Sure, you can launch your Android app in IntelliJ’s debugger, but that’s slow. IntelliJ allows you to dynamically attach the debugger to a running device using the “Attach debugger to Android process” button. That’s fast!
Pivotal Android Tabs
We have published a simple Android project that illustrates how to use tabs in an Android app:
android:divider. Thank you Pivot Ryan, the original author, for taking the time to write and open source this. Check it out, fork it, and enjoy — https://github.com/pivotal/Pivotal-Android-Tabs
See Hex’d Colors
IntelliJ trick: in a
colors.xml file, place your cursor on a hex value and hold down
Shift. You’ll see a large preview of the color.
Colors and States
(Repost from the 6/22/2011 Standup blog): You can use a selector drawable to set Android text color for the various states (focused, selected, etc.) using a drawable xml file. IntelliJ will complain and say this is invalid syntax but the application will use the file as you would expect. This only seems to work for the
android:textColor attribute in
Android ListView#addHeaderView and ListView#addFooterView methods are strange: you have to add the header and footer Views before you set the
ListView‘s adapter so the
ListView can take the headers and footers into consideration — you get an exception otherwise. Here we add a
ProgressBar (spinner) as the
// spinner is a ProgressBar listView.addHeaderView(spinner);
We’d like to be able to show and hide that spinner at will, but removing it outright is dangerous because we’d never be able to add it again without destroying the
ListView — remember, we can’t
addHeaderView after we’ve it’s adapter:
So let’s hide it! Turns out that’s hard, too. Just hiding the spinner view itself results in an empty, but still visible, header area.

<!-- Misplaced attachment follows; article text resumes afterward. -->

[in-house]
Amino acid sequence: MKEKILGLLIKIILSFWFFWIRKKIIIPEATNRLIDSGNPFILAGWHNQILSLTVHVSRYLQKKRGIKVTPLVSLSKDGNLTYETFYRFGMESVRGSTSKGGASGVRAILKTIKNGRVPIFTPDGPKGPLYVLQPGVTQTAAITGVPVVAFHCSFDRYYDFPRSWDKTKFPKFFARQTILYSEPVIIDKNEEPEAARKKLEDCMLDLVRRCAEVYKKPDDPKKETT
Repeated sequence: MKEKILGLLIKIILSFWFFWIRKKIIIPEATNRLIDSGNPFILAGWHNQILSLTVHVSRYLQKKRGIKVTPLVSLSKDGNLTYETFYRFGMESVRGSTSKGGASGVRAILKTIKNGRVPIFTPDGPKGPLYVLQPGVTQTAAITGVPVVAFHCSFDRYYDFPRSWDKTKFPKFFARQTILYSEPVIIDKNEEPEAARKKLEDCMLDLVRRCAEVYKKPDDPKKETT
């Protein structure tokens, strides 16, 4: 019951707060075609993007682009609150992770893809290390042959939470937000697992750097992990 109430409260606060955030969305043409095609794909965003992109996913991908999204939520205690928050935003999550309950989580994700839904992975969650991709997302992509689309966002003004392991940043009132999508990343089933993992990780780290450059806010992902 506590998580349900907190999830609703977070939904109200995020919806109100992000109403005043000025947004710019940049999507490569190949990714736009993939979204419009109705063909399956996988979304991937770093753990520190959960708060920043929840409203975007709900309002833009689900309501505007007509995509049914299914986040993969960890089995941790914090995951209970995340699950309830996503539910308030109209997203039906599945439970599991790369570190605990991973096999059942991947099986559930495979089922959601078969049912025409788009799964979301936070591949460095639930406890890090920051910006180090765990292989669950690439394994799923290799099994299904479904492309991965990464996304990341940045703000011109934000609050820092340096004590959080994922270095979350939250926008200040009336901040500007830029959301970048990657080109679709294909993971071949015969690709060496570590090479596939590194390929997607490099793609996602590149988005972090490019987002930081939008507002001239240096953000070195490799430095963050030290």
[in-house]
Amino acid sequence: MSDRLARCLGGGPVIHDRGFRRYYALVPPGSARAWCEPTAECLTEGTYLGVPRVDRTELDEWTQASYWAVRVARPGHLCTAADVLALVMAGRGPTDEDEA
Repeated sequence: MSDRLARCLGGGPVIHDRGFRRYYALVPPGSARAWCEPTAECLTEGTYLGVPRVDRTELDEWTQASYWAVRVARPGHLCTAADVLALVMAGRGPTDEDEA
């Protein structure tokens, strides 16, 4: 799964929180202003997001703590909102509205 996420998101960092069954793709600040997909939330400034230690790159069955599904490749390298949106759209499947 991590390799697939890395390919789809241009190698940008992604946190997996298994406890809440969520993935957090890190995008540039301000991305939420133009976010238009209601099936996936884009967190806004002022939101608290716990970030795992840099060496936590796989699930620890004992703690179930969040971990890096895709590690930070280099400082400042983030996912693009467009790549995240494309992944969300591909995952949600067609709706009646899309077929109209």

Now try to hide the spinner:
Result: header area still visible with an ugly space:
The solution is to put the progress bar in a
LinearLayout that wraps it’s content, and hiding the content. That way the wrapping
LinearLayout will collapse when its content is hidden, resulting in a headerView that is technically still present, but 0dip high:
<LinearLayout xmlns:a="http://schemas.android.com/apk/res/android" android:orientation="vertical" android:layout_width="fill_parent" android:layout_height="wrap_content"> <!-- simplified --> <ProgressBar android:id="@+id/spinner" android:layout_width="wrap_content" android:layout_height="wrap_content"/> </LinearLayout>
Then, set the layout as the header:
spinnerLayout = getLayoutInflater().inflate(R.layout.header_view_spinner, null); listView.addHeaderView(spinnerLayout);
And when we need to hide it, hide the layout’s content, not the layout:
Now the header disappears from view. No more ugly space at the top!
Un-shadowed Method Warnings!
On two workstations every unit test was failing with the following error:
// …many levels of stack trace, finally: Caused by: com.xtremelabs.robolectric.bytecode.IgnorableClassNotFoundException: msg because of javassist.NotFoundException: android.content.DialogInterface$OnShowListener at com.xtremelabs.robolectric.bytecode.AndroidTranslator.onLoad(AndroidTranslator.java:80) at javassist.Loader.findClass(Loader.java:340)
Cause: there was an old
tmp/cached-robolectric-classes.jar that was causing these errors and our tests ran successfully after deleting it. That’s two answers from Pivot Tyler!
Don’t DDOS Yourself With Your Own App
The Bump Android team wrote an article about a good idea gone wrong. Moral of the story: not all devices behave the same, and this might cripple your servers rather than the devices.
Robolectric Google Group
Join it, contribute, and learn about unit testing your Android apps.